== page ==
Sweden is edging closer towards officially approving gay marriage now that three of the four parties in the ruling government coalition have joined forces and tabled a motion to legalise the controversial unions by 1 May. Of the four parties in the Alliance government, only the Christian Democrats are holding out. The Local newspaper reports that they are opposed to using the term “marriage” when referring to gay unions.
The Liberals, the Centre Party, and the conservative Moderates, however, are all behind the new law that would remove the reference to marriage as being restricted to a union between a man and a woman. The motion before parliament reads: “Regardless of sexual orientation, people in stable couple relationships have a need to manifest their feelings and their desire to live together.”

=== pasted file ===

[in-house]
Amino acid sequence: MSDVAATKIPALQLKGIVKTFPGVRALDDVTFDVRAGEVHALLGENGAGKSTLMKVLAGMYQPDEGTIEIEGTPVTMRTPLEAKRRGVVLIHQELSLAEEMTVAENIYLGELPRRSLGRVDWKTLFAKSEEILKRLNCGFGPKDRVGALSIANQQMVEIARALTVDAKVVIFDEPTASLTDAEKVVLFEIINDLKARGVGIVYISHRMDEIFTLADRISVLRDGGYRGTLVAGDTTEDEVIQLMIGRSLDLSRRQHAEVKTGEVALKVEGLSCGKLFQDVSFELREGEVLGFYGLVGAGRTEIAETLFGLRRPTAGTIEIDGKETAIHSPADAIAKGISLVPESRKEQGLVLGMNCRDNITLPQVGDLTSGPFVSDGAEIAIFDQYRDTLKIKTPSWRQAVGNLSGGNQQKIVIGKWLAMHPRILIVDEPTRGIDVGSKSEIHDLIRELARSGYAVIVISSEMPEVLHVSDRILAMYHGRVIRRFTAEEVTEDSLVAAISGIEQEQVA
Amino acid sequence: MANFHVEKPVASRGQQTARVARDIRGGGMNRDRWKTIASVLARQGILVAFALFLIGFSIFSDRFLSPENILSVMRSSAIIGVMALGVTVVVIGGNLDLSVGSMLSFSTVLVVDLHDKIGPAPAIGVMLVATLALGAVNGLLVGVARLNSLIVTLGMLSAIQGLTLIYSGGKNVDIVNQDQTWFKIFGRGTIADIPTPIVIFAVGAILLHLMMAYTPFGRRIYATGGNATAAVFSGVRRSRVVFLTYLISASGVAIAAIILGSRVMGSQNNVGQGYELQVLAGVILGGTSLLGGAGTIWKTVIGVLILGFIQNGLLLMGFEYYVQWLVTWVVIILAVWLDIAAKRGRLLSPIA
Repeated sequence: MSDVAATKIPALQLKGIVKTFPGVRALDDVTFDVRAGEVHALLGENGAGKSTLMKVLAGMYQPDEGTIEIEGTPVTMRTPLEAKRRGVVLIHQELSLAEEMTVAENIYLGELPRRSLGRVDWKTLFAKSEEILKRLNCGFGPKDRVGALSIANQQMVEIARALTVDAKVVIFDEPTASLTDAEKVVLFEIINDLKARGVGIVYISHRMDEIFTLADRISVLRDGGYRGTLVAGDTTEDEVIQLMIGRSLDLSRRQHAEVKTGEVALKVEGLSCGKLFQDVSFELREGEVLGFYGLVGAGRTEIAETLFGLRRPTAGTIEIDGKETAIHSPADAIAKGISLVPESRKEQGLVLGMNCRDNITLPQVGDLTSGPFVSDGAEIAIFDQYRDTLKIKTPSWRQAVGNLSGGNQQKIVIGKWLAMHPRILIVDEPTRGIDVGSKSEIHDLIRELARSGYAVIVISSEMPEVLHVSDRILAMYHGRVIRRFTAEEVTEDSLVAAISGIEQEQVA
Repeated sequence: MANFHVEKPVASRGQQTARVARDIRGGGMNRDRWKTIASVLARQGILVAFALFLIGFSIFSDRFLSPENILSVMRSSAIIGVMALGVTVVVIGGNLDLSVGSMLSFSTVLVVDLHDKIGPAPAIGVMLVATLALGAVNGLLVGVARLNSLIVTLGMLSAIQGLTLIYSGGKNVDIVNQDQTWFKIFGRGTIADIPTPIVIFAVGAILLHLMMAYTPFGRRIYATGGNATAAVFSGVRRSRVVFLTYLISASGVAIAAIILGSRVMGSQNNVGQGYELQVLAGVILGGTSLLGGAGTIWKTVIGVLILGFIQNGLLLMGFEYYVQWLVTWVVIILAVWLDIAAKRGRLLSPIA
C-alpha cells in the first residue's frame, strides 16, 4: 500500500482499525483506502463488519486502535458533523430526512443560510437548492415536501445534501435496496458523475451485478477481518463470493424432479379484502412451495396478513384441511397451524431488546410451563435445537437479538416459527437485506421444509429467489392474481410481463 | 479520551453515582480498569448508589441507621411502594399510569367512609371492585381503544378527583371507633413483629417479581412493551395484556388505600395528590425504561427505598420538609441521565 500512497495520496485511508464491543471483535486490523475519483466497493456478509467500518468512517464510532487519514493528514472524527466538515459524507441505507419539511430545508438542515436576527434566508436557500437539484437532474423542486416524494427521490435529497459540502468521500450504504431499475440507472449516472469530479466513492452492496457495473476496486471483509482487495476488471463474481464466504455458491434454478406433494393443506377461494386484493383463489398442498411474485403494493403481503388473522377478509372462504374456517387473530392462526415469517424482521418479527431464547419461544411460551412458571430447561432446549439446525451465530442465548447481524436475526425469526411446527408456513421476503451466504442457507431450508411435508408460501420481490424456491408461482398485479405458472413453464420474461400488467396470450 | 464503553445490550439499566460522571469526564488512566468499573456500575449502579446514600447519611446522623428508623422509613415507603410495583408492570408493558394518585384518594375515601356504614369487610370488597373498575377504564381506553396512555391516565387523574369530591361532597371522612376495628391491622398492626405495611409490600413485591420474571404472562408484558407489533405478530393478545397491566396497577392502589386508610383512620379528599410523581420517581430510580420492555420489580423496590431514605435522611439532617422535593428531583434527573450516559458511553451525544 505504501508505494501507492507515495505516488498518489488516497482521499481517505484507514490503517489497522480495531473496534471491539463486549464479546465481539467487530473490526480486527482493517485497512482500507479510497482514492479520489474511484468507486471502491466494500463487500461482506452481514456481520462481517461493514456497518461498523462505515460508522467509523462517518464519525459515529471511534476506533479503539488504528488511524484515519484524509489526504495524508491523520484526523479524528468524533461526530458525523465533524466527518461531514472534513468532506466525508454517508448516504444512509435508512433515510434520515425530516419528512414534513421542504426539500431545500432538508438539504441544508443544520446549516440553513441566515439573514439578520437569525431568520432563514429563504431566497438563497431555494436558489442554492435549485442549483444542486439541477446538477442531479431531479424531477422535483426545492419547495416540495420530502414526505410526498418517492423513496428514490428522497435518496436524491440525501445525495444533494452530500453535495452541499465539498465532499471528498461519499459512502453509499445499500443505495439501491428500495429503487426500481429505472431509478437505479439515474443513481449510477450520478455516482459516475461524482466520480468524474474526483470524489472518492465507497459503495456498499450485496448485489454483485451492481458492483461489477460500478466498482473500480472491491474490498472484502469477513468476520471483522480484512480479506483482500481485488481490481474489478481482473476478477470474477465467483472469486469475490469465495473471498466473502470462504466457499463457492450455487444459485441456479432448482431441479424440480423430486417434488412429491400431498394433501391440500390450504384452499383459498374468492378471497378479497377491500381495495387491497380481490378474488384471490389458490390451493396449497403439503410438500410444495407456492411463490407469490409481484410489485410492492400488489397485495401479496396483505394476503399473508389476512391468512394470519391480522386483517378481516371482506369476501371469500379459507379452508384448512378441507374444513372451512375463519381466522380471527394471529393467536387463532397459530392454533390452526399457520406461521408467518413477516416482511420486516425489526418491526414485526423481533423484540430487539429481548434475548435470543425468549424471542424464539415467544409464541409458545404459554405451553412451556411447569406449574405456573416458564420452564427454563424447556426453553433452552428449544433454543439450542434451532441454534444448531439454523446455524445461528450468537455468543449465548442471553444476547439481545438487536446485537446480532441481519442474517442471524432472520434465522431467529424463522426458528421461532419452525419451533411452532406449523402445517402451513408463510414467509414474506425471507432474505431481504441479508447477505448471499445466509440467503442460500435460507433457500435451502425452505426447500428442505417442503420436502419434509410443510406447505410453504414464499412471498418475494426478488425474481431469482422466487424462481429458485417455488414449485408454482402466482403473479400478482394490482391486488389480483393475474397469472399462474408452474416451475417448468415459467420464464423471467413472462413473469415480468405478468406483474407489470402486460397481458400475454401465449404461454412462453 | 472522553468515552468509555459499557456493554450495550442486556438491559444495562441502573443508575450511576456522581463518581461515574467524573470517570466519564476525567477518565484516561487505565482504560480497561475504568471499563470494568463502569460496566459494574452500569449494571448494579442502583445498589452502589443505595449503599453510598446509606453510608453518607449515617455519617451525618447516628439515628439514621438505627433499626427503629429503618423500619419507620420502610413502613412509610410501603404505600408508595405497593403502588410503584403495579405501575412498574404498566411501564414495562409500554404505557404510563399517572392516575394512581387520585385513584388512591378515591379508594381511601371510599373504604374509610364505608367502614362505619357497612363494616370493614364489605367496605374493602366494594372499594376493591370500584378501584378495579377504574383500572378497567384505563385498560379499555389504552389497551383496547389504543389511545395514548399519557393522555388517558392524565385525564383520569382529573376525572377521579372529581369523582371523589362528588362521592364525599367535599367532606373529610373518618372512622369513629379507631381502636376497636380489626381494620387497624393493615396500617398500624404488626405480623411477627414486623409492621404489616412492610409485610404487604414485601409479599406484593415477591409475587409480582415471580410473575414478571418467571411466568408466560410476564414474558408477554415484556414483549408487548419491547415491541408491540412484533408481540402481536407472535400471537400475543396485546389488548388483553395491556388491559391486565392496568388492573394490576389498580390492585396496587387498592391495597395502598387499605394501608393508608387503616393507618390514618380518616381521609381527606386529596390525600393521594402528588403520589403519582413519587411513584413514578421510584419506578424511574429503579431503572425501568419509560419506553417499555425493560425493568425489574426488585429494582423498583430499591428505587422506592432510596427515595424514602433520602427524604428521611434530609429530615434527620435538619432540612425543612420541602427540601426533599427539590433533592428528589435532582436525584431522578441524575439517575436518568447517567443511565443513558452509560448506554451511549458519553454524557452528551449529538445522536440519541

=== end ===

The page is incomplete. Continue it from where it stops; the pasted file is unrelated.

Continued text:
At present, homosexuals may only register their union in a civil ceremony, and are barred from taking part in a church ceremony. Even the opposition Social Democrats, Sweden’s largest political group, support the measure so there should be little to stop the law from being passed in parliament.
If the new law does pass, Sweden will become the seventh country to allow full same sex marriage rights. Sweden has pioneered the way for gay unions to get equal legal status as heterosexual married couples since 1995, and this progressive-minded nation looks set to raise the bar again.